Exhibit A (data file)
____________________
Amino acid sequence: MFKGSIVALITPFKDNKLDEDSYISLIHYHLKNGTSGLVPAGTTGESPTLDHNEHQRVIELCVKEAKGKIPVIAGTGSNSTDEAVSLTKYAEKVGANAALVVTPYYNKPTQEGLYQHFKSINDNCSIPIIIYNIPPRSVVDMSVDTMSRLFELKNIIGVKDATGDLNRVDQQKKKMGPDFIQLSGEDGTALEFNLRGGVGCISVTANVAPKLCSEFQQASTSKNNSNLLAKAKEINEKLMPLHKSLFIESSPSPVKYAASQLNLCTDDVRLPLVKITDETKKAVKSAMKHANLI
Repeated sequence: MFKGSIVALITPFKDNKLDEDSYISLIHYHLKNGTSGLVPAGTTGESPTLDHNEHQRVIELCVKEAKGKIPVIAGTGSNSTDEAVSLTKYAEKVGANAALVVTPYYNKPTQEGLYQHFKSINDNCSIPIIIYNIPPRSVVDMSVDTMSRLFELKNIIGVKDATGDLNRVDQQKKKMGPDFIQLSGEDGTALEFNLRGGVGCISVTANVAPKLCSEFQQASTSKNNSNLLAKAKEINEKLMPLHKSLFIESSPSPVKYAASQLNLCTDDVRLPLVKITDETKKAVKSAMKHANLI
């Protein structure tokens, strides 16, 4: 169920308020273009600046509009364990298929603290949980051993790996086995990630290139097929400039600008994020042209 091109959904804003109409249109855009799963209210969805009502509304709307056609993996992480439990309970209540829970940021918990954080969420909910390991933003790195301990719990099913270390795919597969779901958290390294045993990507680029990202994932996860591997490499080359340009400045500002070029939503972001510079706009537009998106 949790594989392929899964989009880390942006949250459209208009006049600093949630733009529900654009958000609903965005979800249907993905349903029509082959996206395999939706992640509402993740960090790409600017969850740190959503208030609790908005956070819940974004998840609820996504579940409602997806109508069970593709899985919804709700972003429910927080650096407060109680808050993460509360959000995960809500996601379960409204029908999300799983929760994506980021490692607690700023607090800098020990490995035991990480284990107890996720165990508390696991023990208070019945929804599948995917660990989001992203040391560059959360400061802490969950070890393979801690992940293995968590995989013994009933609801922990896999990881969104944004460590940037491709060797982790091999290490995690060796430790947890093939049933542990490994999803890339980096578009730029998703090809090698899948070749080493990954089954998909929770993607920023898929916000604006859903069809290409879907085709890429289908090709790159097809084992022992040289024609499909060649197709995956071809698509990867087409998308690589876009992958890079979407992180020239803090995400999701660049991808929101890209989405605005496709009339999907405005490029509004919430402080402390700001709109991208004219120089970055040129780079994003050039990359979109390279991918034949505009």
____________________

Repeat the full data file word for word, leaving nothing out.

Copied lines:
Amino acid sequence: MFKGSIVALITPFKDNKLDEDSYISLIHYHLKNGTSGLVPAGTTGESPTLDHNEHQRVIELCVKEAKGKIPVIAGTGSNSTDEAVSLTKYAEKVGANAALVVTPYYNKPTQEGLYQHFKSINDNCSIPIIIYNIPPRSVVDMSVDTMSRLFELKNIIGVKDATGDLNRVDQQKKKMGPDFIQLSGEDGTALEFNLRGGVGCISVTANVAPKLCSEFQQASTSKNNSNLLAKAKEINEKLMPLHKSLFIESSPSPVKYAASQLNLCTDDVRLPLVKITDETKKAVKSAMKHANLI
Repeated sequence: MFKGSIVALITPFKDNKLDEDSYISLIHYHLKNGTSGLVPAGTTGESPTLDHNEHQRVIELCVKEAKGKIPVIAGTGSNSTDEAVSLTKYAEKVGANAALVVTPYYNKPTQEGLYQHFKSINDNCSIPIIIYNIPPRSVVDMSVDTMSRLFELKNIIGVKDATGDLNRVDQQKKKMGPDFIQLSGEDGTALEFNLRGGVGCISVTANVAPKLCSEFQQASTSKNNSNLLAKAKEINEKLMPLHKSLFIESSPSPVKYAASQLNLCTDDVRLPLVKITDETKKAVKSAMKHANLI
């Protein structure tokens, strides 16, 4: 169920308020273009600046509009364990298929603290949980051993790996086995990630290139097929400039600008994020042209 091109959904804003109409249109855009799963209210969805009502509304709307056609993996992480439990309970209540829970940021918990954080969420909910390991933003790195301990719990099913270390795919597969779901958290390294045993990507680029990202994932996860591997490499080359340009400045500002070029939503972001510079706009537009998106 949790594989392929899964989009880390942006949250459209208009006049600093949630733009529900654009958000609903965005979800249907993905349903029509082959996206395999939706992640509402993740960090790409600017969850740190959503208030609790908005956070819940974004998840609820996504579940409602997806109508069970593709899985919804709700972003429910927080650096407060109680808050993460509360959000995960809500996601379960409204029908999300799983929760994506980021490692607690700023607090800098020990490995035991990480284990107890996720165990508390696991023990208070019945929804599948995917660990989001992203040391560059959360400061802490969950070890393979801690992940293995968590995989013994009933609801922990896999990881969104944004460590940037491709060797982790091999290490995690060796430790947890093939049933542990490994999803890339980096578009730029998703090809090698899948070749080493990954089954998909929770993607920023898929916000604006859903069809290409879907085709890429289908090709790159097809084992022992040289024609499909060649197709995956071809698509990867087409998308690589876009992958890079979407992180020239803090995400999701660049991808929101890209989405605005496709009339999907405005490029509004919430402080402390700001709109991208004219120089970055040129780079994003050039990359979109390279991918034949505009």